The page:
Saturday night TV One debuted its highly-publicized dramatization on the life and times of Bobby DeBarge. The two-hour production, directed by Russ Parr, followed the musical savant’s perilous relationship with his art and vices, finishing with his untimely death in 1995. What could have been an exceptional commentary about childhood trauma and its affects on adulthood, turned out being a woefully boring and music-less episode of Empire.
As the eldest sibling of the DeBarge family, Bobby would breakout as a musical savant, singing lead for the 70s R&B band Switch. This success helped pave way for his younger siblings to form Motown’s second famous family. Despite the fame, Bobby could not escape his demons. A tragic upbringing set in motion events that would lead Bobby, and most of his siblings, down a destructive path.
The film’s biggest flaw is its narration method. Instead of starting the story from the beginning, viewers are told of Bobby (played by Roshon Fegan) and his familial struggles through flashbacks. After opening with Bobby ailing on his deathbed, we’re transported to happier times of Bobby performing with Switch. This is only the first of TWO musical numbers in the entire film.
As the performance wraps, we witness the behind-the-scenes tension between Bobby, management and the rest of the band members. Within 20 minutes of a 120-min production, we’re already at the “Ain’t nobody coming to see you Otis” portion. Stage play-level writing is delivered poorly by singer Lloyd Polite as Switch creator Gregory Williams. The only thing staler than the screenplay is the wigs selection.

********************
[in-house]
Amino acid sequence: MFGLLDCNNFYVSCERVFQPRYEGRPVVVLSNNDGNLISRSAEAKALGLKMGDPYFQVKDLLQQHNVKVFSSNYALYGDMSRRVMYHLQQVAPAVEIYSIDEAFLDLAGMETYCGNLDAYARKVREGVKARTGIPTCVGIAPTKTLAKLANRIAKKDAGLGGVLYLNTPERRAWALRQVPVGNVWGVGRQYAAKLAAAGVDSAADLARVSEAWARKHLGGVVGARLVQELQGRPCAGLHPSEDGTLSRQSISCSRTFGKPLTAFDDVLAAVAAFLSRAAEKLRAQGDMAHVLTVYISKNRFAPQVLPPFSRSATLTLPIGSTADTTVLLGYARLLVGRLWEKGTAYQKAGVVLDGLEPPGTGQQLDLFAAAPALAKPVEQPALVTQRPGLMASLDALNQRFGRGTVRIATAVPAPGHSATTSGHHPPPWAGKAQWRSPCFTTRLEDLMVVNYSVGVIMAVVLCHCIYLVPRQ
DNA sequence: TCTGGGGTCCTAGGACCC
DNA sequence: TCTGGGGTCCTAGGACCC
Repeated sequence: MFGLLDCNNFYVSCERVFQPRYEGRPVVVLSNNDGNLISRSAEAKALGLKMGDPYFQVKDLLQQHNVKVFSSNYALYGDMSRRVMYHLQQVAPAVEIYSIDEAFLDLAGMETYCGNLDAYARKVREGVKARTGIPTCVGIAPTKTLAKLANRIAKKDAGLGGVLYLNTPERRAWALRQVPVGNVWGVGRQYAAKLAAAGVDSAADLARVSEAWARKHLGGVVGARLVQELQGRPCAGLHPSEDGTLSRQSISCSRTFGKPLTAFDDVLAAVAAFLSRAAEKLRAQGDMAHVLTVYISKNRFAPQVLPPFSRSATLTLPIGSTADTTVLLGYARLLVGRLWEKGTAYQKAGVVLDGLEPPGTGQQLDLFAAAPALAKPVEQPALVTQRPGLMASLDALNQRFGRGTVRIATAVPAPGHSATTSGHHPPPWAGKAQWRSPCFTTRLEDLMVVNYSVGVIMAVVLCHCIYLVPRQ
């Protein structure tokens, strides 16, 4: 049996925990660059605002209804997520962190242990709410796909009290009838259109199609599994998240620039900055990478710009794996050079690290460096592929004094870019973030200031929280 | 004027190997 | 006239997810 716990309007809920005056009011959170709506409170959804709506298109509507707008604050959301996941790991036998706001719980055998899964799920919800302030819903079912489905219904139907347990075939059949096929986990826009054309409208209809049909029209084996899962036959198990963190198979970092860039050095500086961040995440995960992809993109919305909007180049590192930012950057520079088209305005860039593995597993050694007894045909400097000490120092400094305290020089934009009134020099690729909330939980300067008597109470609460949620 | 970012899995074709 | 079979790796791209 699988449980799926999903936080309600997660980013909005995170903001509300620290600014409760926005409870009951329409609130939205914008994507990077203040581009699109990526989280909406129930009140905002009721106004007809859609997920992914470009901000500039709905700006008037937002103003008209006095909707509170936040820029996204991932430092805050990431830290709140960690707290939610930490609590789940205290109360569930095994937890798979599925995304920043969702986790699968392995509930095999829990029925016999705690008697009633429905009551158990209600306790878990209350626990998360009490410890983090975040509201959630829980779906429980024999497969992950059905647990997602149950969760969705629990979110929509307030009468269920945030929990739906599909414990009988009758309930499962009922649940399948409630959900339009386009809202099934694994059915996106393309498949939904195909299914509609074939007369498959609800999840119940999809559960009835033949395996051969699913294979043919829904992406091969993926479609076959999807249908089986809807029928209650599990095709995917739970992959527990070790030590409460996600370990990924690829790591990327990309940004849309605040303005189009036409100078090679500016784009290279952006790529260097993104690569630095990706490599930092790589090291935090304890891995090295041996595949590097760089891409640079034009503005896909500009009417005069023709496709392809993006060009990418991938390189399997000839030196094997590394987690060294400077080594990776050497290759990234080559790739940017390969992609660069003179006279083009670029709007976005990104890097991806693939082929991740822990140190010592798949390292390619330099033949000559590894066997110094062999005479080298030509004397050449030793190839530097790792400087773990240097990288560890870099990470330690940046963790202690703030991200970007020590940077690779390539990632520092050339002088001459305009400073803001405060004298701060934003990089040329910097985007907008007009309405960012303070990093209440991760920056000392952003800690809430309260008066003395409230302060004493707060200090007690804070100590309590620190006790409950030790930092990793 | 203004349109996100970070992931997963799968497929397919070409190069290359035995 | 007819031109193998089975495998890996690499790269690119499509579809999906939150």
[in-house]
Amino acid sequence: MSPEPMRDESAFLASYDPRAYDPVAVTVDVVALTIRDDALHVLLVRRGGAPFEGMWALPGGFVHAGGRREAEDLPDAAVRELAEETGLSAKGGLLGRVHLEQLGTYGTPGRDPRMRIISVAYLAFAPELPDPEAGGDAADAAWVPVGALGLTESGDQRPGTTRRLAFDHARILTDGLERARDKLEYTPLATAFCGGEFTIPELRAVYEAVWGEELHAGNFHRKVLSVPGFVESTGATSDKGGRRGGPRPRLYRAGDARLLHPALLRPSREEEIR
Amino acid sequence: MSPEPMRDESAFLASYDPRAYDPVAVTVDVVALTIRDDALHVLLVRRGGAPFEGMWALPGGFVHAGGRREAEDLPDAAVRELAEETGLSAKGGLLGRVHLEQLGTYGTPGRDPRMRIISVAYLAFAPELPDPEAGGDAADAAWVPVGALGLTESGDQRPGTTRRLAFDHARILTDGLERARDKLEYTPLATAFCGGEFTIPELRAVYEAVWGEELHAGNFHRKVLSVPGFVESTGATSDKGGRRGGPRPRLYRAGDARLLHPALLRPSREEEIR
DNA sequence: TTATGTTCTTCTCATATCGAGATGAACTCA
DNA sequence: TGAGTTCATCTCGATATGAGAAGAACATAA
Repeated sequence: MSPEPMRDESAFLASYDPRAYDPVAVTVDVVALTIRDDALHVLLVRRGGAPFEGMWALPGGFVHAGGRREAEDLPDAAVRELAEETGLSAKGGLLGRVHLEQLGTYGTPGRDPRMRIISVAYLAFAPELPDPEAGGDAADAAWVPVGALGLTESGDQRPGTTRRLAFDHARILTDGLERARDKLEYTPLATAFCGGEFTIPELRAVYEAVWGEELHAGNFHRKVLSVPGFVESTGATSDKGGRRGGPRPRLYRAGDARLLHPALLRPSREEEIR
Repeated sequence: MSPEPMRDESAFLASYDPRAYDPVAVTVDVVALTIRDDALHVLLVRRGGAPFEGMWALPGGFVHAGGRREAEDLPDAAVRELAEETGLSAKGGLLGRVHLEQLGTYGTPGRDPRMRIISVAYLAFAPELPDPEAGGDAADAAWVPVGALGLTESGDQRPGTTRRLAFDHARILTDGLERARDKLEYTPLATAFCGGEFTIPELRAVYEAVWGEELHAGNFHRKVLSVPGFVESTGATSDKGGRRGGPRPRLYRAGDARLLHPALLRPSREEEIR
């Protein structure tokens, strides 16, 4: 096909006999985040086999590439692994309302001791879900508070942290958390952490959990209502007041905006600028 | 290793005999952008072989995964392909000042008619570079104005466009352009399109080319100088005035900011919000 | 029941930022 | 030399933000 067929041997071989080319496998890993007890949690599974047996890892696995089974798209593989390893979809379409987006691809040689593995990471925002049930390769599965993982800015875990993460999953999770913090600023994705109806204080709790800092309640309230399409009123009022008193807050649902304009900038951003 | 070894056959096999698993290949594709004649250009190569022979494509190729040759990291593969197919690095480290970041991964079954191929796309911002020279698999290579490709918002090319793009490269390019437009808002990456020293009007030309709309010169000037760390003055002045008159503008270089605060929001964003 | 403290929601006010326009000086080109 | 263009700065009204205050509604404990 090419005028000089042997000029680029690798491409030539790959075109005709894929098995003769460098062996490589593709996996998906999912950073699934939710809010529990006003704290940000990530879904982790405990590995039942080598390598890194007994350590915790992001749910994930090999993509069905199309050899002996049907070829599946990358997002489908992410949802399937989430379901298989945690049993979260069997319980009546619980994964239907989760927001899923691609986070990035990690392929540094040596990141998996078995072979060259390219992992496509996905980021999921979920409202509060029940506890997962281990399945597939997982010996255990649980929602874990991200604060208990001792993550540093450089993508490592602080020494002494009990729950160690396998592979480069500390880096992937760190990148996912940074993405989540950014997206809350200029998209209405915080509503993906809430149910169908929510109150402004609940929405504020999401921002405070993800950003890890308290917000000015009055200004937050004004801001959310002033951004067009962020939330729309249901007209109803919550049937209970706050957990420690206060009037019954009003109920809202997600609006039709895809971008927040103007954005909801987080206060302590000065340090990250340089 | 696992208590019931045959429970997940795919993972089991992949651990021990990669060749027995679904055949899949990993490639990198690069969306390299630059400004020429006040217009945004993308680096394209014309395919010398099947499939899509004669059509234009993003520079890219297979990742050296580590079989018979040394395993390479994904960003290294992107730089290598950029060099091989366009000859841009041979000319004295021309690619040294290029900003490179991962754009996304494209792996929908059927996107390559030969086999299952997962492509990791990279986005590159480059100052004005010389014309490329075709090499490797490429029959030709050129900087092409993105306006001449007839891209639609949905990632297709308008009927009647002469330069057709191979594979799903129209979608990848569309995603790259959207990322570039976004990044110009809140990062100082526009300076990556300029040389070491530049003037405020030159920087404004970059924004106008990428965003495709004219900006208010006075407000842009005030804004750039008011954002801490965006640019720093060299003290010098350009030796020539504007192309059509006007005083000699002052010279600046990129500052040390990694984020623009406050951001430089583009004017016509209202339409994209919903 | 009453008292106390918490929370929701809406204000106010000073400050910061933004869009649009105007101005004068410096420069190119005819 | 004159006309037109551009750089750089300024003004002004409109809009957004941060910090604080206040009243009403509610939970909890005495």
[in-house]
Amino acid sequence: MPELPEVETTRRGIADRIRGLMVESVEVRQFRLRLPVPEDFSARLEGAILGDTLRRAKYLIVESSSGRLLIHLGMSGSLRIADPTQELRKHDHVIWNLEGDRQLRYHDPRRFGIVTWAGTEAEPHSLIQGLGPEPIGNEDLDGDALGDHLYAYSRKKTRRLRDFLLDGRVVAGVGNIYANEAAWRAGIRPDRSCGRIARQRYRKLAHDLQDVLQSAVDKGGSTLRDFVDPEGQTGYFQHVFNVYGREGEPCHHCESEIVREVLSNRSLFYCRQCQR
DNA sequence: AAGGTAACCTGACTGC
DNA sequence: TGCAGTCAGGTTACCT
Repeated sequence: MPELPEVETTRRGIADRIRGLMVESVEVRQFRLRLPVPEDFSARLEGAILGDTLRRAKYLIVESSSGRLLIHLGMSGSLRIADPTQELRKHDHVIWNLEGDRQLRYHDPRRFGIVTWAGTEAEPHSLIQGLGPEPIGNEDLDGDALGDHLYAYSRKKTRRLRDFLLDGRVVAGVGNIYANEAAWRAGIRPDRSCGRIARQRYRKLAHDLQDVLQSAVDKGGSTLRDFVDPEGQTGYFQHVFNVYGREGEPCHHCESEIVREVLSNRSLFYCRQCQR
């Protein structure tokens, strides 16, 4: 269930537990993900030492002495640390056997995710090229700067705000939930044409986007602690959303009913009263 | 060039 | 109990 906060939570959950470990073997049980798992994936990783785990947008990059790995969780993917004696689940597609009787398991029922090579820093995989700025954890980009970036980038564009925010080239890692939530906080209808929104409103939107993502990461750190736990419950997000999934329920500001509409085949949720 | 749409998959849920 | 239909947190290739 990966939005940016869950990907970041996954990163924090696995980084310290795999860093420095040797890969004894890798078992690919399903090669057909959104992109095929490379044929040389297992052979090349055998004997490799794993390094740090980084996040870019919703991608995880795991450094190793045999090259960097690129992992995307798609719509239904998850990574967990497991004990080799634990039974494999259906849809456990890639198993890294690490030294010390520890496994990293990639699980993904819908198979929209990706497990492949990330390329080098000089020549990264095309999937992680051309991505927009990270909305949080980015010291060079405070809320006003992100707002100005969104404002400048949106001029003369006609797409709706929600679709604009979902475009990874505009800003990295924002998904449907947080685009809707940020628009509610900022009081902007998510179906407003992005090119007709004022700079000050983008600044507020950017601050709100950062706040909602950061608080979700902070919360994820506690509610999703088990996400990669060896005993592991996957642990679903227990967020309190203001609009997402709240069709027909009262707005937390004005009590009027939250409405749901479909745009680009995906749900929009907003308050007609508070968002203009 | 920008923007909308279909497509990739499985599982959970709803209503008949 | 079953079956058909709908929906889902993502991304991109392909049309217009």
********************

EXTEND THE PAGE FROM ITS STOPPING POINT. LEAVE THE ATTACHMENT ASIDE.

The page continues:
Fegan is loud and belligerent as Bobby, delivering his lines as if he’s in a different film than everybody else. What is most upsetting is we aren’t given proper backstory as to why Bobby is so angry. The DeBarges’ tragic upbringing, escape to stardom and inevitable downfall is heavily documented and would make for amazing television. Unfortunately we’re shortchanged with a quick flashback alluding to abuse at the hands of their father, establishing him as the villain to the hero of their church-going black mother. It isn’t enough to sustain an entire film.
Along with the poor narrative choices, the casting is abysmally laughable. Two random women are touted as LaToya and Janet Jackson, while their brother Jermaine is only identifiable by the slight curl of his jheri hairstyle. The most egregious mistake is Antwan “Big Boi” Patton of OutKast and ATL fame cosplaying as Motown founder Berry Gordy.
After checking completely out after the first hour, I managed to catch Bobby’s arrest for drug use, a violent prison fight and an abrupt diagnosis of HIV that ignores Bobby’s alleged homosexuality. The movie was too flawed to find comical, and too boring to entertain.
The DeBarge story is one of American tragedy, unique in its approach to race, fame and trauma. Telling their complete story not only highlights Black excellence; but, it encompasses a human experience shared by so many today. The film could have been the help a victim of sexual abuse or drug misuse needed in healing. A real opportunity to achieve more than just a movie was missed by all involved. Hopefully someday, for Bobby’s sake, the story is told honestly and in proper care.